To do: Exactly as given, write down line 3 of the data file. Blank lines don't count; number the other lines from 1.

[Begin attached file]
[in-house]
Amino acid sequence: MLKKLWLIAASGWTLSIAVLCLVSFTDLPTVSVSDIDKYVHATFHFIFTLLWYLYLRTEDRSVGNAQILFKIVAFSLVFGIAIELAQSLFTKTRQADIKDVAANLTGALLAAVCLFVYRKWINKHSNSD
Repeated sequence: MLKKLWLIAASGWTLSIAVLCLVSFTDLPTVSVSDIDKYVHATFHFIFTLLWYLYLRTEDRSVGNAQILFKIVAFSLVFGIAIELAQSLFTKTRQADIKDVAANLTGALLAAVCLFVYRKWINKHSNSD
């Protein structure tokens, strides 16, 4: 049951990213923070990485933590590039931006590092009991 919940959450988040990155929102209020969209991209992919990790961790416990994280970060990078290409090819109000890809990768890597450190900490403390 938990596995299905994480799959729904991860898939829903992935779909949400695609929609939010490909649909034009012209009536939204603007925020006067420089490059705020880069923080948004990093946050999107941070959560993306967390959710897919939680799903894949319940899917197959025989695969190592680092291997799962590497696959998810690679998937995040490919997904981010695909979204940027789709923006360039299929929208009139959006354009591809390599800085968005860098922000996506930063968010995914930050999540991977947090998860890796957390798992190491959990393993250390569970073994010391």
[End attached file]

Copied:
Repeated sequence: MLKKLWLIAASGWTLSIAVLCLVSFTDLPTVSVSDIDKYVHATFHFIFTLLWYLYLRTEDRSVGNAQILFKIVAFSLVFGIAIELAQSLFTKTRQADIKDVAANLTGALLAAVCLFVYRKWINKHSNSD